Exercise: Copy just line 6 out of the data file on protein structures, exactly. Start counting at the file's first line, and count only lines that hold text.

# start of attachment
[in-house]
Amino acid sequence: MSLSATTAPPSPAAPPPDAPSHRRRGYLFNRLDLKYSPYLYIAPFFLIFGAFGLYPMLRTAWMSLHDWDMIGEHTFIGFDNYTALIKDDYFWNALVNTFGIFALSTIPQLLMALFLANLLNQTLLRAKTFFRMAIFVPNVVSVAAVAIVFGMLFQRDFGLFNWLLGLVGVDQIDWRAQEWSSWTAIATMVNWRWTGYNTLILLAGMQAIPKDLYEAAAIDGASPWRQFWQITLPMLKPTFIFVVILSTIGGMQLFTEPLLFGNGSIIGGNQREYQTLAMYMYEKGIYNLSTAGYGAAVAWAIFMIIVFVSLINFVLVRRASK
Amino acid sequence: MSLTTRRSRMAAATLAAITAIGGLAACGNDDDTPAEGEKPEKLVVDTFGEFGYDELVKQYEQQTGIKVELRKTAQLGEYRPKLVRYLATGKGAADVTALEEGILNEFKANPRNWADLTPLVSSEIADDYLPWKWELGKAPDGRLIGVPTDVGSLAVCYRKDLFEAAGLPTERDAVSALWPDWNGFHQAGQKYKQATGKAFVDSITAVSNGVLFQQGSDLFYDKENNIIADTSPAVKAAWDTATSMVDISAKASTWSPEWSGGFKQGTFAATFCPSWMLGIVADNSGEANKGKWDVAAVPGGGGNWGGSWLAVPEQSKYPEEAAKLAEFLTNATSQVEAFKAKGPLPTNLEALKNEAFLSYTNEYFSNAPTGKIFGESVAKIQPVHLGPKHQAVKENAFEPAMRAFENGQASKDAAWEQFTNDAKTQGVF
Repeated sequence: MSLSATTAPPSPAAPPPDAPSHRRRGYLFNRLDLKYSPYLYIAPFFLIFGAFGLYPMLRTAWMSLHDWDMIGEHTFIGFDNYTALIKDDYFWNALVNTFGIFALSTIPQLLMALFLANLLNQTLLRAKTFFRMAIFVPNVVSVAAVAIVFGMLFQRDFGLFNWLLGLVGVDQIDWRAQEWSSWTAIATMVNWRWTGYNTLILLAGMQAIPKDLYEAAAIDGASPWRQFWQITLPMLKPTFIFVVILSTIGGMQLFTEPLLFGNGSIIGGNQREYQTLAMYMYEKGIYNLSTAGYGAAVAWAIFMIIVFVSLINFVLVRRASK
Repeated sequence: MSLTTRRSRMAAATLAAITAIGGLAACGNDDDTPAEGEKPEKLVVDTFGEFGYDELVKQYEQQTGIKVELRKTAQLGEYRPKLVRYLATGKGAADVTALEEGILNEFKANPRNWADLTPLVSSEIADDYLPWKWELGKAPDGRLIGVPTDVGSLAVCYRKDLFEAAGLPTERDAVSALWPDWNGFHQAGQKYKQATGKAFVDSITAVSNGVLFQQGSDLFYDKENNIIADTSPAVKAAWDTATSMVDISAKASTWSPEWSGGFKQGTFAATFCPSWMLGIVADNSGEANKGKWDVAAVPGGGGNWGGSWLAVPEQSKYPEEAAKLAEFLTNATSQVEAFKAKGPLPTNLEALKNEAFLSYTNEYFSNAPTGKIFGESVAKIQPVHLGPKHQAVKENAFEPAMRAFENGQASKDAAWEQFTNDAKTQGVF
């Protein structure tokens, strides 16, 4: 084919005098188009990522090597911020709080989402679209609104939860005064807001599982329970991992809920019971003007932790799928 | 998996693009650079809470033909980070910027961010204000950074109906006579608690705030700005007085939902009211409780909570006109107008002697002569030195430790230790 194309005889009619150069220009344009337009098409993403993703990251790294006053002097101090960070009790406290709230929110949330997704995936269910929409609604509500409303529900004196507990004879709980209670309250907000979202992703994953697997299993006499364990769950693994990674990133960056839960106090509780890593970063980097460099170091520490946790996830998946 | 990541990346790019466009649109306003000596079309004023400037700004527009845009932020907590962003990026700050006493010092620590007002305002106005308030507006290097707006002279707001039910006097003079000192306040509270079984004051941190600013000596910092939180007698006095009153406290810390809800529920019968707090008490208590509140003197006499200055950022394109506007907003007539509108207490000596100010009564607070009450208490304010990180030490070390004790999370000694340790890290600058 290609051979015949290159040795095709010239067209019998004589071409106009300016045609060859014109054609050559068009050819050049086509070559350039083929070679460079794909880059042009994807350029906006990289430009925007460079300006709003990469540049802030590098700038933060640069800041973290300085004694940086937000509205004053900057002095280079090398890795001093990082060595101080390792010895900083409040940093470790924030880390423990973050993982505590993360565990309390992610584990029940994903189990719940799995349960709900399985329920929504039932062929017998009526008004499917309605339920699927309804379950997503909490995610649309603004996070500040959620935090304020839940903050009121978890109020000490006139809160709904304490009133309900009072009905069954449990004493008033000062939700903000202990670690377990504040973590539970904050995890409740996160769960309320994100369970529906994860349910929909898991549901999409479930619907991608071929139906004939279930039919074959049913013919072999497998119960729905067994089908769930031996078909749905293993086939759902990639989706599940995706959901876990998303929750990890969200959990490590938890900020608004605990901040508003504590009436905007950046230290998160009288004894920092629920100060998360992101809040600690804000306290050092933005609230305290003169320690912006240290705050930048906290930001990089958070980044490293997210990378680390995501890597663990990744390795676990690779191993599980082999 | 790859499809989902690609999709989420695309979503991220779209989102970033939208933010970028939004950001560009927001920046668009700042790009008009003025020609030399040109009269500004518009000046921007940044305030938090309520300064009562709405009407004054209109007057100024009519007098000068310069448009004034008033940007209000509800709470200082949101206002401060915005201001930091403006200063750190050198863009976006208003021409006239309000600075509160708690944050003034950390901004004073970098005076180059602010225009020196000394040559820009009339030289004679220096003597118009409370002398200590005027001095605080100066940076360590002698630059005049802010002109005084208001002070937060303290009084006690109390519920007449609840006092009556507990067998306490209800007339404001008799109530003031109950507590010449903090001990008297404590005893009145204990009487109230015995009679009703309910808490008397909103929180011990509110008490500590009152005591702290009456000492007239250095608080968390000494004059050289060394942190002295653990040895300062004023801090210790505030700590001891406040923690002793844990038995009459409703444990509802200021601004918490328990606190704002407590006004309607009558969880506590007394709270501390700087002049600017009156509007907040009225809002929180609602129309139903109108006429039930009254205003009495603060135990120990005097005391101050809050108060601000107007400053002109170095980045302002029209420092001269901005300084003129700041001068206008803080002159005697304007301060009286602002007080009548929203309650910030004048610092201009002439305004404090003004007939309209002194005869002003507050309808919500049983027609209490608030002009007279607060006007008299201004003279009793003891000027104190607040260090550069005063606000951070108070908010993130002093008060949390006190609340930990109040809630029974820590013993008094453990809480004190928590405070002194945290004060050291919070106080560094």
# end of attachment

């Protein structure tokens, strides 16, 4: 084919005098188009990522090597911020709080989402679209609104939860005064807001599982329970991992809920019971003007932790799928 | 998996693009650079809470033909980070910027961010204000950074109906006579608690705030700005007085939902009211409780909570006109107008002697002569030195430790230790 194309005889009619150069220009344009337009098409993403993703990251790294006053002097101090960070009790406290709230929110949330997704995936269910929409609604509500409303529900004196507990004879709980209670309250907000979202992703994953697997299993006499364990769950693994990674990133960056839960106090509780890593970063980097460099170091520490946790996830998946 | 990541990346790019466009649109306003000596079309004023400037700004527009845009932020907590962003990026700050006493010092620590007002305002106005308030507006290097707006002279707001039910006097003079000192306040509270079984004051941190600013000596910092939180007698006095009153406290810390809800529920019968707090008490208590509140003197006499200055950022394109506007907003007539509108207490000596100010009564607070009450208490304010990180030490070390004790999370000694340790890290600058 290609051979015949290159040795095709010239067209019998004589071409106009300016045609060859014109054609050559068009050819050049086509070559350039083929070679460079794909880059042009994807350029906006990289430009925007460079300006709003990469540049802030590098700038933060640069800041973290300085004694940086937000509205004053900057002095280079090398890795001093990082060595101080390792010895900083409040940093470790924030880390423990973050993982505590993360565990309390992610584990029940994903189990719940799995349960709900399985329920929504039932062929017998009526008004499917309605339920699927309804379950997503909490995610649309603004996070500040959620935090304020839940903050009121978890109020000490006139809160709904304490009133309900009072009905069954449990004493008033000062939700903000202990670690377990504040973590539970904050995890409740996160769960309320994100369970529906994860349910929909898991549901999409479930619907991608071929139906004939279930039919074959049913013919072999497998119960729905067994089908769930031996078909749905293993086939759902990639989706599940995706959901876990998303929750990890969200959990490590938890900020608004605990901040508003504590009436905007950046230290998160009288004894920092629920100060998360992101809040600690804000306290050092933005609230305290003169320690912006240290705050930048906290930001990089958070980044490293997210990378680390995501890597663990990744390795676990690779191993599980082999 | 790859499809989902690609999709989420695309979503991220779209989102970033939208933010970028939004950001560009927001920046668009700042790009008009003025020609030399040109009269500004518009000046921007940044305030938090309520300064009562709405009407004054209109007057100024009519007098000068310069448009004034008033940007209000509800709470200082949101206002401060915005201001930091403006200063750190050198863009976006208003021409006239309000600075509160708690944050003034950390901004004073970098005076180059602010225009020196000394040559820009009339030289004679220096003597118009409370002398200590005027001095605080100066940076360590002698630059005049802010002109005084208001002070937060303290009084006690109390519920007449609840006092009556507990067998306490209800007339404001008799109530003031109950507590010449903090001990008297404590005893009145204990009487109230015995009679009703309910808490008397909103929180011990509110008490500590009152005591702290009456000492007239250095608080968390000494004059050289060394942190002295653990040895300062004023801090210790505030700590001891406040923690002793844990038995009459409703444990509802200021601004918490328990606190704002407590006004309607009558969880506590007394709270501390700087002049600017009156509007907040009225809002929180609602129309139903109108006429039930009254205003009495603060135990120990005097005391101050809050108060601000107007400053002109170095980045302002029209420092001269901005300084003129700041001068206008803080002159005697304007301060009286602002007080009548929203309650910030004048610092201009002439305004404090003004007939309209002194005869002003507050309808919500049983027609209490608030002009007279607060006007008299201004003279009793003891000027104190607040260090550069005063606000951070108070908010993130002093008060949390006190609340930990109040809630029974820590013993008094453990809480004190928590405070002194945290004060050291919070106080560094």